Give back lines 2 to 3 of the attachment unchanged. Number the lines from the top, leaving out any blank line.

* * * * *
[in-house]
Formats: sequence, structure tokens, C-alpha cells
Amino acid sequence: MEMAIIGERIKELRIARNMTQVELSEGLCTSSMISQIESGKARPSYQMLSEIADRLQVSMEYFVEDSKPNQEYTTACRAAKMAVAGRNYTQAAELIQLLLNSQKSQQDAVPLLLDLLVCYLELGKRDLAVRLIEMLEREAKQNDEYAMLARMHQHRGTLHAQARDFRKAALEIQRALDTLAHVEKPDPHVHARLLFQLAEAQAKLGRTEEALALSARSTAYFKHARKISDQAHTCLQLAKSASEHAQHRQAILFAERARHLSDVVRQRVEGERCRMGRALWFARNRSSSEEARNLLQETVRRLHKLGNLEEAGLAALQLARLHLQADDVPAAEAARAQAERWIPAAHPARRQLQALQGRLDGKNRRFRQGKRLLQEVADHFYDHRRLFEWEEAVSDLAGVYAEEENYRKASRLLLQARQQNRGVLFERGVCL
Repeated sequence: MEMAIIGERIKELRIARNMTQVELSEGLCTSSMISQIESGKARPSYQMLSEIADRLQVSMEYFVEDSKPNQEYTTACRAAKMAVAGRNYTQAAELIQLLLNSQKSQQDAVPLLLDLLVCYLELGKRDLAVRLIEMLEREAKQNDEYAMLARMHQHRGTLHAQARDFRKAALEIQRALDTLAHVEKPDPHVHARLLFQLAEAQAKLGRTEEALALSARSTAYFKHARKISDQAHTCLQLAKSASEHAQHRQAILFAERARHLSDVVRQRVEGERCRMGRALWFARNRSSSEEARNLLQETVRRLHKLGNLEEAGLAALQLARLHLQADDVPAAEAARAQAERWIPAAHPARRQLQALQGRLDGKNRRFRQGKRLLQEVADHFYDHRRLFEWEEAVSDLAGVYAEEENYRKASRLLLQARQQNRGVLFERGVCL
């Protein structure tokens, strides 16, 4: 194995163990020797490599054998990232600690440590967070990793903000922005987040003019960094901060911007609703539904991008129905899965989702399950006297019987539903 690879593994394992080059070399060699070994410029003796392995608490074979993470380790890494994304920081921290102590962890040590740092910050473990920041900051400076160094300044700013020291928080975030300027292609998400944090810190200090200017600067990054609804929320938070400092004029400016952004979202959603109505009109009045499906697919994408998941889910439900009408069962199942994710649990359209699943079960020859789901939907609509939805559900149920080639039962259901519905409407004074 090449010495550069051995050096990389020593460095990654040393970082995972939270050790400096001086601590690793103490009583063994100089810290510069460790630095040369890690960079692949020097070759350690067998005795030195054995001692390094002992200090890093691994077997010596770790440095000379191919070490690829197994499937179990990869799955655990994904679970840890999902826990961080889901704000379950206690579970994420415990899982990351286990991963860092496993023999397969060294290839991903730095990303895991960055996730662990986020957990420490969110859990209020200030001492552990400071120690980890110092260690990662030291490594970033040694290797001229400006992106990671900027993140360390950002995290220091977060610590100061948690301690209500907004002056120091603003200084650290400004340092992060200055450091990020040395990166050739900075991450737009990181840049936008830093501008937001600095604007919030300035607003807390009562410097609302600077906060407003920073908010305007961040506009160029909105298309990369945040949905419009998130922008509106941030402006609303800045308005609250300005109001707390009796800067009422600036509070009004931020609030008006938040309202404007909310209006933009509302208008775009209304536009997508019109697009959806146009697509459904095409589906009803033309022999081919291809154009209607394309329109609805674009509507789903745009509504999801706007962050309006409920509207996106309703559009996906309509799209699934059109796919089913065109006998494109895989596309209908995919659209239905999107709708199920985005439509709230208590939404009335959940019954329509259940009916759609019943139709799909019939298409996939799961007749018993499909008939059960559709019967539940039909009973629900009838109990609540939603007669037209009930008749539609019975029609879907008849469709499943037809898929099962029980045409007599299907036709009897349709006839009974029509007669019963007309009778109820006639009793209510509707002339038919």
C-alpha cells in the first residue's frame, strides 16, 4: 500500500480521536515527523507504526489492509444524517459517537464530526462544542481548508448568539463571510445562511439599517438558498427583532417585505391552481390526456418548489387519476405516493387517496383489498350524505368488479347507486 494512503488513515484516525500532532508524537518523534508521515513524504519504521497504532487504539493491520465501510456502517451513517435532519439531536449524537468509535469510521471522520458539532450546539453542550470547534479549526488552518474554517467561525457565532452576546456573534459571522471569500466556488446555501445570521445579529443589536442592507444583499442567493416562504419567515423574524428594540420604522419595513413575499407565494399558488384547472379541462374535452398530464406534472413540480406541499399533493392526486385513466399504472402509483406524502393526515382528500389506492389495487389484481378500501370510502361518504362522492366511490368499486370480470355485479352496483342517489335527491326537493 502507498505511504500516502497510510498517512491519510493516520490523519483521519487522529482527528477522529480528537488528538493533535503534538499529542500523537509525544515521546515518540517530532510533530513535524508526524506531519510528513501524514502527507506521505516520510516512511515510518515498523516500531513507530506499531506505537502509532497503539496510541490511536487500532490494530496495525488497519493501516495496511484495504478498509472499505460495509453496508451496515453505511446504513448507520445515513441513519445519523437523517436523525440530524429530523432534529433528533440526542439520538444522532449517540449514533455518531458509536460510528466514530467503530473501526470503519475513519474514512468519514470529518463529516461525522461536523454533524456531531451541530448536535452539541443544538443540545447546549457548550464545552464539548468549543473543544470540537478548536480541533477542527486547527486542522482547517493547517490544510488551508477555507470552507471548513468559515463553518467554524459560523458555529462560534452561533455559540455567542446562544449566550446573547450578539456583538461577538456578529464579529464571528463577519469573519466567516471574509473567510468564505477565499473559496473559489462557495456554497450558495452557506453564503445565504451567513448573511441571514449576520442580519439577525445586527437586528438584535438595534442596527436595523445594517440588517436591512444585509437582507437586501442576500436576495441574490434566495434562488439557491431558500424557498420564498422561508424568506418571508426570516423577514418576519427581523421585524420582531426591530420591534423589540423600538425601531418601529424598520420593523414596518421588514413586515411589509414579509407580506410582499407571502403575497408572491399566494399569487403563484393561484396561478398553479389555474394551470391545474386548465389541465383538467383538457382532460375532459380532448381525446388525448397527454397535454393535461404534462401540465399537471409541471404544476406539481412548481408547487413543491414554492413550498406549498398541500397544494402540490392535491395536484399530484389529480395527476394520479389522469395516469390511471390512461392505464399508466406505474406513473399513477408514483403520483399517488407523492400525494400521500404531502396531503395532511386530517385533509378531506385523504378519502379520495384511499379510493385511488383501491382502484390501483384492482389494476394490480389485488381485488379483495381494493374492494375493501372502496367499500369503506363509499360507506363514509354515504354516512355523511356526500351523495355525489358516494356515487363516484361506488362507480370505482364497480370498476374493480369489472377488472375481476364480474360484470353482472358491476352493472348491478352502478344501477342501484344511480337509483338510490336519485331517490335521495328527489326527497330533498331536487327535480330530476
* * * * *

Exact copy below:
Formats: sequence, structure tokens, C-alpha cells
Amino acid sequence: MEMAIIGERIKELRIARNMTQVELSEGLCTSSMISQIESGKARPSYQMLSEIADRLQVSMEYFVEDSKPNQEYTTACRAAKMAVAGRNYTQAAELIQLLLNSQKSQQDAVPLLLDLLVCYLELGKRDLAVRLIEMLEREAKQNDEYAMLARMHQHRGTLHAQARDFRKAALEIQRALDTLAHVEKPDPHVHARLLFQLAEAQAKLGRTEEALALSARSTAYFKHARKISDQAHTCLQLAKSASEHAQHRQAILFAERARHLSDVVRQRVEGERCRMGRALWFARNRSSSEEARNLLQETVRRLHKLGNLEEAGLAALQLARLHLQADDVPAAEAARAQAERWIPAAHPARRQLQALQGRLDGKNRRFRQGKRLLQEVADHFYDHRRLFEWEEAVSDLAGVYAEEENYRKASRLLLQARQQNRGVLFERGVCL